LearningIntention MentalStarter Activities Assessment forLearning/Plenary SuccessCriteria Assessment Day 1 Count reliably atleast 20 objects, recognising that when rearranged the number ofobjects stays the same; estimate a number of objects that can bechecked by counting. Count reliably atleast 20 objects. Estimate, thencount groups of objects. The Jolly Postman isdelivering piles of letters. How many do you think that he has todeliver? How could we check that weve counted them all?BAA Estimate thencount piles of envelopes up to10.AA Estimate thencount piles of envelopes up to20.AAA Estimate thencount piles of envelopes up to30. How manycrayons do you think there are in the tub? Now count themcarefully. Are there more or fewer than you thought?How couldyou check the number of crayons?How do you knowyou have counted every crayon just once? Make near estimate(within 2/5).Count up to10/20/30 objects without error. Day 2 Compareand order numbers, using the related vocabulary.Ican put numbers up to 20 or more in order Count reliably atleast 20 objects. Line up groups ofobjects to count them. The Jolly Postmanwants to sort his letters into the right order; can we helphim?BAA With cards to20, in groups of 3 play game where players take it in turns toplace the next card in number sequence.AA With cards to30, in groups of 3 play game where players take it in turns toplace the next card in number sequence.AAA With cardsfrom 30 to 60, in groups of 3 play game where players take it inturns to place the next card in number sequence. Look atthese numbers: 8 3 12 20Which of thenumbers is largest? Are any of the numbers larger than 10? Whichnumber is smallest? Put the numbers in order, starting with thesmallest. How can you check the order? Identifies andfinds correct number in sequence. Day 3 Count reliably atleast 20 objects, recognising that when rearranged the number ofobjects stays the same. Count on or backin ones. Count on and backusing stop/go cards. Were going tohelp the Jolly Postman to count his letters. In pairs count out 14envelopes, then paperclip10 envelopes. Revise tens and ones.In pairs, onechild has arrow cards and shows teen number, other child sorts tensand ones in envelopes. Check by partitioning arrow cards. Pick up a bundleof ten straws and three single straws. Can you say how many you areholding without counting them all? Sorts objects into tensand ones.Combines tens andones. Day 4 Read and write numerals from 0 to 20, then beyond; use knowledgeof place value to position these numbers on a number track and numberlineI know how to writenumbers up to 20 Read and writenumerals from 0 to 20. Ask children towrite numbers on white boards. Look at arrowcards. What would I get if I combined 10 and 7? Model writingnumber sentence.BAA and AA: Takearrow cards (10 and single digit numbers) and write number sentencefor combining arrow cards.AAA Use arrowcards up to 90 and 9 and write number sentences for combining arrowcards.  Look atthese numbers: 13 14 15 18Whichnumbers are covered? How do you know?Which othernumbers to do you know that have 1 as the first digit? Writes correctnumber sentences for arrow cards.Writes two digitnumbers correctly. Day 5 Read and write numerals from 0 to 20, then beyond; use knowledgeof place value to position these numbers on a number track and numberline.I know wherenumbers up to 20 or more belong on a number track Read and writenumerals from 0 to 20. Ask children towrite 1 more than, 2 less than for numbers to 20 on whiteboards. Look at two-digitnumbers. What arrow cards would I put together to make thesenumbers?BAA and AA Ingroup use arrow cards to make numbers to 20 and position thecombined cards on a large number line.AAA In group usearrow cards to make numbers to 50 and position the combined cardson a large number line. As thesenumbers get bigger, which digits are changing and which digits staythe same?Where arethe numbers that start with twenty on the100square? Uses correct arrowcards to make two-digit number.Positionstwo-digit number correctly on number line.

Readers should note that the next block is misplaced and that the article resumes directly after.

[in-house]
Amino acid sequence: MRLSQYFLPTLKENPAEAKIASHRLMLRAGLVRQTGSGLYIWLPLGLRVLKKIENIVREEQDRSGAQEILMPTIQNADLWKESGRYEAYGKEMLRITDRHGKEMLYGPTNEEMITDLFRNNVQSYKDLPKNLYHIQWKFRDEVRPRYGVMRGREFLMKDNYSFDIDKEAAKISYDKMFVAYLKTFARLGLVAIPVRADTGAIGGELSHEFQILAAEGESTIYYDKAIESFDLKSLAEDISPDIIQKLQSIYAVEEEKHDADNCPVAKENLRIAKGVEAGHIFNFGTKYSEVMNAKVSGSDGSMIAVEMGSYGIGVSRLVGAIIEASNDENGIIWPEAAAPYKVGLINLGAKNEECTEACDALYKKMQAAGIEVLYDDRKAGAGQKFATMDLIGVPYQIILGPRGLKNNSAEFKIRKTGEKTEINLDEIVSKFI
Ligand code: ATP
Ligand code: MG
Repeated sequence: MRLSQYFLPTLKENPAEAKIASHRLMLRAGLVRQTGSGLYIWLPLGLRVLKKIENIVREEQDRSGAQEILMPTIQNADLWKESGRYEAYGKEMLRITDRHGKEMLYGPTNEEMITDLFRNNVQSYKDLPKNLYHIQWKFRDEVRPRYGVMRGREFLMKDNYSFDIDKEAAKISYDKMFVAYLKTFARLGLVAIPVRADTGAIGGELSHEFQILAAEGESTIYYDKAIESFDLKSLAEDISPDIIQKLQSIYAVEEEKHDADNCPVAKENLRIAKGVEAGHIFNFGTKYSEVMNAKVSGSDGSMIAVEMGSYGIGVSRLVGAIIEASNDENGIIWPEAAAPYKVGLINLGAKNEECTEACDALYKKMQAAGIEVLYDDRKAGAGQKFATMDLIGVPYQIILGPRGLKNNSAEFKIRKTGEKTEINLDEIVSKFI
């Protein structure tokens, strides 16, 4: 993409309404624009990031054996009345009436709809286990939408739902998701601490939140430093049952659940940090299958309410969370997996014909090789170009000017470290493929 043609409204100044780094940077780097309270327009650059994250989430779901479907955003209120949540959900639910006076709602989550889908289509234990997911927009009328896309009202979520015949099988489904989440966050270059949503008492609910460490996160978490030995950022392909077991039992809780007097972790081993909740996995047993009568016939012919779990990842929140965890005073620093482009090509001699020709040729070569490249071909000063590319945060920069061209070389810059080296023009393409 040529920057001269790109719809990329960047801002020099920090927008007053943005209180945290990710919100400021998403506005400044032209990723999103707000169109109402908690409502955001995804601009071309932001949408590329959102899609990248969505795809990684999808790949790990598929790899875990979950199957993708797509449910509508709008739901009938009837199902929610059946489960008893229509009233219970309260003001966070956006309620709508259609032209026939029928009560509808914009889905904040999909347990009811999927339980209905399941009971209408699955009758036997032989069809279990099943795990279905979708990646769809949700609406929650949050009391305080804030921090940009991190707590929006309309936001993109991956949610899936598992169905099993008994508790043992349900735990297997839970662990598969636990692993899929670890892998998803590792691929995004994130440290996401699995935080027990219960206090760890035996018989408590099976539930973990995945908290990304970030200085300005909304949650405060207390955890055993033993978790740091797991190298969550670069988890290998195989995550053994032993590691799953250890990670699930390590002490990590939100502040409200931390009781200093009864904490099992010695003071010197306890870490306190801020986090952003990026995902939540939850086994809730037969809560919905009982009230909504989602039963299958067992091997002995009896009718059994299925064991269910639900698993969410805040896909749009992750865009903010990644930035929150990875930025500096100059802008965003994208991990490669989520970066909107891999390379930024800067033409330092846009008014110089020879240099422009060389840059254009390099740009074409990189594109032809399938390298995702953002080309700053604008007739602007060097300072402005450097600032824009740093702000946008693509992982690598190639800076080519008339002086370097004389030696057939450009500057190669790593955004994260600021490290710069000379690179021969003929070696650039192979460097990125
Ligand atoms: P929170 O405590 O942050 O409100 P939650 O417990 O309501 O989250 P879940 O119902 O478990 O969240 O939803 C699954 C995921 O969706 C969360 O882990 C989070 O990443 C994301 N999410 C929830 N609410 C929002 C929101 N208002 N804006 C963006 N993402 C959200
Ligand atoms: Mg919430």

LearningIntention MentalStarter Activities Assessment forLearning/Plenary SuccessCriteria Assessment Day 6 Saythe number that is 1 more or less than any given number, and 10more or less for multiples of 10.Iknow the number that is one more or one less than any number up to20 or more Use knowledge ofplace value to position numbers to 20 on a number track. Fill in a blank numbertrack using random numbers. Look at numbers on a 100square. What is 1 more than a given number? 1 less?BAA and AA Inpairs use blank number track, 1 child takes number card to 20,writes number in middle of track, partner writes numbers 1 more and1 less, continue until number track filled.AAA In pairs useblank number track, 1 child takes number card between 30 and 50,writes number in middle of track, partner writes numbers 1 more and1 less, continue until number track filled.  Use thenumbers 15 to 20. Choose a pair of numbers to make this sentencetrue: is onemore thanHow many differentpairs can you find that make the sentence true? Can you make thesentence true with other numbers? Says the numberthat is 1 more or 1 less than a number to 20/50. Day 7 Relate additionto counting on; recognise that addition can be done in any order;use practical and informal written methods to support the additionof a one-digit number or a multiple of 10 to a one-digit ortwo-digit number.Use the vocabulary related to addition and symbols to describeand record addition number sentences.Ican add 1, 2, 3, 4, 5, 6, 7, 8 or 9 to numbers up to 20 ormore Derive and recallall addition facts for totals to at least 5. Use whiteboards toshow number bonds for 4. Revise counting onfrom the bigger number. Do lots of practice examples.BAA Use numberlines to add two single-digit numbers (to total of 12).AA Use head to addtwo single-digit numbers. Extend to adding single-digit number totwo-digit number.AAA Use head toadd single-digit number to two-digit number. Extend to addingmultiple of 10 to single-digit number. What is 19add 5? What can you use to help you find the answer?Someone said 19plus 5 makes 23. Can you show how you know that is not the rightanswer? Count on frombigger number.Count onaccurately. Day 8 Relate addition tocounting on; recognise that addition can be done in any order; usepractical and informal written methods to support the addition of aone-digit number or a multiple of 10 to a one-digit or two-digitnumber.Solve problemsinvolving adding in the context of numbers.I can solve aproblem or puzzle using adding. Derive and recallall addition facts for totals to at least 5. Use whiteboards toshow number bonds for 5. The FairyGodmother is making up spells and needs to buy the right number ofingredients. Can we help her do this?BAA Solve FairyGodmothers problems for single-digit numbers.AA Solve FairyGodmothers problems for one-digit plus two-digit numbers.AAA Solve FairyGodmothers problems for single-digit plus 10s multiples. How couldyou work it out? What could you use to help? Could you putsomething on paper to help you remember?How could youcheck your answer? Counts onaccurately.Uses correctmethod to solve problems.